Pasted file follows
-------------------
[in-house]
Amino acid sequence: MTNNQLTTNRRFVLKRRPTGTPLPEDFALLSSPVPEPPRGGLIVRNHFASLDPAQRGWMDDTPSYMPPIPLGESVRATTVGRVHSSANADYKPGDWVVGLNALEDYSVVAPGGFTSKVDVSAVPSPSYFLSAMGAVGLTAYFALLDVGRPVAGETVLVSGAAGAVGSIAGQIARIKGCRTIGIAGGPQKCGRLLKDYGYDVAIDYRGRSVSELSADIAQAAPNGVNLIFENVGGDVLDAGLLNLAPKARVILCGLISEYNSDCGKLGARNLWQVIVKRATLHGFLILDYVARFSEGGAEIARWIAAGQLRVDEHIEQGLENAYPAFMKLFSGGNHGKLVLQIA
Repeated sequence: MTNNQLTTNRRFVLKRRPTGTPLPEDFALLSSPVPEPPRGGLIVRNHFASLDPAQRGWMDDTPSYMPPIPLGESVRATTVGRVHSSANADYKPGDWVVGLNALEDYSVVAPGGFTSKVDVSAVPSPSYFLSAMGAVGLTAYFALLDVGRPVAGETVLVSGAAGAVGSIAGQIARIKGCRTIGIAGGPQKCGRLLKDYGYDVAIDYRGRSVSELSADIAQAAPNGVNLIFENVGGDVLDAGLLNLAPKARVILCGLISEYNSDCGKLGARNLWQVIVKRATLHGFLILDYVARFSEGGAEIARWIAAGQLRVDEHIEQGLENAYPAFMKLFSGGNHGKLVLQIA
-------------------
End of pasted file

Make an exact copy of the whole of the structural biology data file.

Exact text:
[in-house]
Amino acid sequence: MTNNQLTTNRRFVLKRRPTGTPLPEDFALLSSPVPEPPRGGLIVRNHFASLDPAQRGWMDDTPSYMPPIPLGESVRATTVGRVHSSANADYKPGDWVVGLNALEDYSVVAPGGFTSKVDVSAVPSPSYFLSAMGAVGLTAYFALLDVGRPVAGETVLVSGAAGAVGSIAGQIARIKGCRTIGIAGGPQKCGRLLKDYGYDVAIDYRGRSVSELSADIAQAAPNGVNLIFENVGGDVLDAGLLNLAPKARVILCGLISEYNSDCGKLGARNLWQVIVKRATLHGFLILDYVARFSEGGAEIARWIAAGQLRVDEHIEQGLENAYPAFMKLFSGGNHGKLVLQIA
Repeated sequence: MTNNQLTTNRRFVLKRRPTGTPLPEDFALLSSPVPEPPRGGLIVRNHFASLDPAQRGWMDDTPSYMPPIPLGESVRATTVGRVHSSANADYKPGDWVVGLNALEDYSVVAPGGFTSKVDVSAVPSPSYFLSAMGAVGLTAYFALLDVGRPVAGETVLVSGAAGAVGSIAGQIARIKGCRTIGIAGGPQKCGRLLKDYGYDVAIDYRGRSVSELSADIAQAAPNGVNLIFENVGGDVLDAGLLNLAPKARVILCGLISEYNSDCGKLGARNLWQVIVKRATLHGFLILDYVARFSEGGAEIARWIAAGQLRVDEHIEQGLENAYPAFMKLFSGGNHGKLVLQIA